6. Equip Your Leaders to Help

A huge part of focusing on the people in the room is identifying and equipping leaders. When pastors spend time to specifically equip leaders, they will multiply their influence and increase their bandwidth to do more ministry. That means taking leaders through steps 3 and 4. Every leader in the student and college ministries at HBC knows our discipleship path. They also know where every student is on that path. We meet regularly to discuss how we can help students take the next step on the path. Leaders who know the what, why, and how of ministry will help the pastor implement effective change.

Pastors, you can implement effective change, even in your darkest days. Get rid of your insecurities and place your identity in Christ. Pray earnestly for his movement. Examine and evaluate every number and every aspect of your church’s ministries. Do the difficult part of ministry: shepherd the people in the room and equip your leaders to lead. Then rest and leave the results to God.

GUEST POST: Preparing for Ministry in a Post-Truth World, Part One

What is meant by ‘Post-truth’?

The Oxford Dictionaries’ international word of 2016, “post-truth” points to a society or situation “in which objective facts are less influential in shaping public opinion than appeals to emotion and personal belief”.

While “post truth” has many political implications, commonly functioning as an expression thrown around by opposing political groups in attempts to discredit one another, the concept goes far beyond politics. London, England—where I have lived and served for 16 years—and Angel, Islington—my local centre and borough within London are said to be post-truth environments. Indeed Great Britain (note: this is a specific geographic indicator that excludes Northern Ireland) as a whole can quite accurately be described as a post-truth society.

My goal over the course of several posts is to highlight what ministry in such an environment looks like and to present some practical guidance that may help readers’ in a similar environment serve well. If you are not in a post-truth environment, but you see post-truth mentalities creeping in, I pray that these posts will help you effectively in your spiritual warfare.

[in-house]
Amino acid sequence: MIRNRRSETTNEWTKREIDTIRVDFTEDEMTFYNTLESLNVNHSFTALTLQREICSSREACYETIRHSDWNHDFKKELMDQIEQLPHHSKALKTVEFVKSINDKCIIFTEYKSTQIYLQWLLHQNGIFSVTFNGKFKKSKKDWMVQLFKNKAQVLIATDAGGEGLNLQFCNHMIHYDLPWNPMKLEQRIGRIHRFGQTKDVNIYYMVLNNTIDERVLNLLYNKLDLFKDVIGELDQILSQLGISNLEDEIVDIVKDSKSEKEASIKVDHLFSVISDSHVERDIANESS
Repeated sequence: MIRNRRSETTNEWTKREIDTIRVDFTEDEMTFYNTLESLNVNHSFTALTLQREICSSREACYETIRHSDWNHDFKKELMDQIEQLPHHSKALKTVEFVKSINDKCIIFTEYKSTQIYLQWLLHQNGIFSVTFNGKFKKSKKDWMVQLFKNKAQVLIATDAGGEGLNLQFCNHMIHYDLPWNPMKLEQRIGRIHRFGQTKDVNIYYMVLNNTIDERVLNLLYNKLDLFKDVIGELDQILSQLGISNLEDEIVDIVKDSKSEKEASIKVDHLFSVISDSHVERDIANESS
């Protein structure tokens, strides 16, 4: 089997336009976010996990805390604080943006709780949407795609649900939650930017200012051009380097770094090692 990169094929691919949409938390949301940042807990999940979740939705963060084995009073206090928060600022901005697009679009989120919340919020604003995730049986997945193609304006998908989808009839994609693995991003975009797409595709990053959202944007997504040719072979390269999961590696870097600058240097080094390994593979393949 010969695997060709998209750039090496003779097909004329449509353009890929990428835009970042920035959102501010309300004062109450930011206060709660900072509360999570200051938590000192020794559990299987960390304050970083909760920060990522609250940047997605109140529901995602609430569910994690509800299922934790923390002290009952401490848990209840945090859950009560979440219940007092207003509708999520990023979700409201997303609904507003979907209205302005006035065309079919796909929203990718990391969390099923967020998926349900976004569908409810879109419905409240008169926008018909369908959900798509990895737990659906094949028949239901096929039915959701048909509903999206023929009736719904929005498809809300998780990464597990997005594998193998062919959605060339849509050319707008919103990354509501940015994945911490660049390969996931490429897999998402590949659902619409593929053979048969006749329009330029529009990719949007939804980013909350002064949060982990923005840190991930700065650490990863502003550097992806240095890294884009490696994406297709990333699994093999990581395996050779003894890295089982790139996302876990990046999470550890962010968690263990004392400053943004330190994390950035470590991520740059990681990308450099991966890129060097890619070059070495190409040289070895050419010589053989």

What is a “post-truth society”?

A post-truth society doesn’t necessarily deny that truth exists. It simply doesn’t feel like seeking and finding truth is overly important. There is little knowledge or appreciation for objective facts or lessons from history in a post-truth world. Indeed, when concrete truths are clearly presented every attempt is made to suppress, discredit, deflect, or minimise any claim to exclusive, objective truth (ala Romans 1). Speaking or believing “your truth” is more important than speaking and believing “the truth”.

Within a post truth society exists a toxic soup of ideologies that major in self-absorption, entitlement, and constant questioning of proven and credible facts, finding truth primarily in emotional reactions. Clinging to such ideologies are:

  • Secularists living in the now and rejecting all forms of religious faith and worship.
  • Humanists emphasizing reason, “scientific” inquiry, and human fulfillment in the natural world while rejecting the importance of belief in God.
  • Postmodernists claiming that realities are plural, subjective, and dependent on worldview.
  • Relativists proposing that points of view have no absolute truth or validity within themselves, but rather only relative, subjective value according to differences in perception and consideration.
  • Pluralists accepting two or more religious worldviews as equally valid or acceptable as paths to God or gods.
  • Universalists believing that there are no mitigating factors against salvation – all will be right with God.

Despite the presence of people who consciously align with one of the above ideologies, I find that many in post-truth Britain have never considered whether they should believe much of anything, what to believe, or why to believe. Truth doesn’t really matter. Existence and purpose in being is just a day to day routine. Nothing really matters that much to think too much about. Practically this has led to a range of challenges: